Macroalgae, a major source for biofuel in the future (Photo: Makebiofuel)
Scientists push forward with seaweed biofuels research
Thursday, March 08, 2012, 22:00 (GMT + 9)
A team of scientists from various universities in Israel have been studying marine macroalgae. They have determined that common seaweed can be farmed more quickly than land-based crops and harvested as fuel without taking up land that could be employed in other ways.
In addition, using seaweed to develop biofuels is much more environmentally beneficial than creating bioethanol from crops like corn and sugarcane, as using such crops for this purpose instead of to feed people causes food prices to rocket and can lead to food shortages.
Avigdor Abelson, a professor of Tel Aviv University's Department of Zoology and the new Renewable Energy Centre, also believes that growing macroalgae for bioethanol production can take care of the problem of eutrophication along the country’s coasts, EcoSeed reports.
Multiple coastal regions, such as the Red Sea in the south of Israel, have been struck by eutrophication, which is pollution in the water caused by human waste and aquaculture. The result is excessive amounts of nutrients including phosphates and nitrates as well as detrimental algae, all elements that ultimately damage endangered coral reefs.
The scientists created an artificial "ecosystem" which they call "Combined Aquaculture Multi-Use Systems" (CAMUS). It incorporates the effects of human activity and realistically mimics the marine environment.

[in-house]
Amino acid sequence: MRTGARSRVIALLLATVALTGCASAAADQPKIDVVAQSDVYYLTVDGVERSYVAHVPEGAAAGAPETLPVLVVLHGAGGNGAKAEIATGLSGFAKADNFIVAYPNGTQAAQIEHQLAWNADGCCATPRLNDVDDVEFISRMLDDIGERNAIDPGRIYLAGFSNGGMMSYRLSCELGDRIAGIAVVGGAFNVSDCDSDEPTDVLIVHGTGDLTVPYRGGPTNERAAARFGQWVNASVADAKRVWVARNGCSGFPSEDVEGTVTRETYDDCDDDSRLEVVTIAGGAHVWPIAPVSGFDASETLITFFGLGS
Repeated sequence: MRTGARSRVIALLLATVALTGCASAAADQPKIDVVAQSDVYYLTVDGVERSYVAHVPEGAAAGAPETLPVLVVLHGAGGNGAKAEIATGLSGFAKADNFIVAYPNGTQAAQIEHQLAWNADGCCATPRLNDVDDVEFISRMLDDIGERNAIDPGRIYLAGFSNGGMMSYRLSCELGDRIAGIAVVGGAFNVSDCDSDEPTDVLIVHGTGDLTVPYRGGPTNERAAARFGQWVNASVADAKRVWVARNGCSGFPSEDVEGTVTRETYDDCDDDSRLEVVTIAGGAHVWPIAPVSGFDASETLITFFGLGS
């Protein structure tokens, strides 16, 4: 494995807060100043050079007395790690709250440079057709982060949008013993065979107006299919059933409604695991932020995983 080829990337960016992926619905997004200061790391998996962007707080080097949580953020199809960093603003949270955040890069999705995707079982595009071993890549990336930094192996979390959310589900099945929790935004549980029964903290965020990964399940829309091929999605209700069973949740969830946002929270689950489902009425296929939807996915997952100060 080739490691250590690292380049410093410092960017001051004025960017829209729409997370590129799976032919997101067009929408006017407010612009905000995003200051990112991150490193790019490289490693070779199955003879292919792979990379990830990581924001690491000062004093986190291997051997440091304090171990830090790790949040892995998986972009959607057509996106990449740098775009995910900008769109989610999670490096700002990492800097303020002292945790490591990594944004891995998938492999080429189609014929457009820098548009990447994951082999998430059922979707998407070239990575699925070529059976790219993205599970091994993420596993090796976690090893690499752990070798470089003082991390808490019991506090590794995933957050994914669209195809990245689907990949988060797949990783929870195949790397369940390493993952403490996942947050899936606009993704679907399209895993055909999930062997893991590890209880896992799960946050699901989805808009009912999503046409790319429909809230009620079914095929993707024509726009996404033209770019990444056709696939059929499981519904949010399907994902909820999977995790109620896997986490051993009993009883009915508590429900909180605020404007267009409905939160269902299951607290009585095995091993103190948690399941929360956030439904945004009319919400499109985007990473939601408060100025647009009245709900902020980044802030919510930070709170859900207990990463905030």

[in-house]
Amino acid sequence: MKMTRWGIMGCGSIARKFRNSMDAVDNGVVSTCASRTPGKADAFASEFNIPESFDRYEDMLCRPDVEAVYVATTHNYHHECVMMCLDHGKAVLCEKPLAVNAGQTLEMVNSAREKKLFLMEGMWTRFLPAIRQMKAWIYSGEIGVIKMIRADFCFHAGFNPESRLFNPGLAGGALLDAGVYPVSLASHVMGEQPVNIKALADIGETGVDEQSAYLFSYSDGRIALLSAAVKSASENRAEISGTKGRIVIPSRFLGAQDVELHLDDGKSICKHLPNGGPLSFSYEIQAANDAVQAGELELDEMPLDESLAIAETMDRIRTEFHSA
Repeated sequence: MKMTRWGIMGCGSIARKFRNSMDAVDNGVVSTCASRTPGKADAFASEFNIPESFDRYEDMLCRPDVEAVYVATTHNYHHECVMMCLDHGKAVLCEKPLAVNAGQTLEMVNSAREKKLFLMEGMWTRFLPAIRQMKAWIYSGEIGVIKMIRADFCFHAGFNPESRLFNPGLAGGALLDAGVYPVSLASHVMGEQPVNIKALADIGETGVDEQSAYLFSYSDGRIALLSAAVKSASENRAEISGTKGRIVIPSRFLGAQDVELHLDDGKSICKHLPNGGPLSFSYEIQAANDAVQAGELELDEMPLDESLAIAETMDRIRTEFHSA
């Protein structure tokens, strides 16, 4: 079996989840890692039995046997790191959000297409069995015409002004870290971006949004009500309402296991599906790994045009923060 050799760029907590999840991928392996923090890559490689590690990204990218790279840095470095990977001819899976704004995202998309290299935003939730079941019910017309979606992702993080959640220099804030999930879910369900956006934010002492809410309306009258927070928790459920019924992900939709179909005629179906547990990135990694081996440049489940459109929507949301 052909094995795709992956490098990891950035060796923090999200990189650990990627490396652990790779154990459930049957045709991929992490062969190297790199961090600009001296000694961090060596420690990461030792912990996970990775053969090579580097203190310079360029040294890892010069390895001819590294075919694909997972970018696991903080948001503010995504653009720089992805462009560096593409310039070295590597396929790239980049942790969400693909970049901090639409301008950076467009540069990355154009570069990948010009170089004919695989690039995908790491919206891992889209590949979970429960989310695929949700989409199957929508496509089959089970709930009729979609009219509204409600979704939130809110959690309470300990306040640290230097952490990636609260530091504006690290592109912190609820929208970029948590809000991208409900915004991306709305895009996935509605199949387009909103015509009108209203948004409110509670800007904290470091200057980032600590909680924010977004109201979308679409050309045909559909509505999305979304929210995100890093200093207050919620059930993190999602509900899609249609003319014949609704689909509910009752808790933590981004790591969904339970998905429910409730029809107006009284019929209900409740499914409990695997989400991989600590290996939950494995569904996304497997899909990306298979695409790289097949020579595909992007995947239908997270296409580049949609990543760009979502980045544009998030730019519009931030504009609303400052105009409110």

The excess nutrients emerging from man-made fish feeders, which are considered contaminants due to their harmful effects on the marine ecosystem, could be utilised by filter feeders like oysters and other shellfish, which would in turn generate food to sustain the growth of more seaweed, according to the scientists.
Moreover, the seaweed can be grown along the coast unobtrusively, Abelson said, UPI reports.
"By employing multiple species, CAMUS can turn waste into productive resources such as biofuel, at the same time reducing pollution's impact on the local ecosystem," he stated, Environmental Protection Magazine reports.
Another advantage is that seaweed could be a renewable energy source that does not jeopardise natural habitats, biodiversity or human food sources.
Now, they are collaborating to amplify the carbohydrate and sugar contents of seaweed so they can efficiently ferment it into bioethanol.
The team is confident that macroalgae will be a major source for biofuel in the future.
- Grants go toward algae biofuels research in US, Japan
- Biofuels to be produced from waste water
By Natalia Real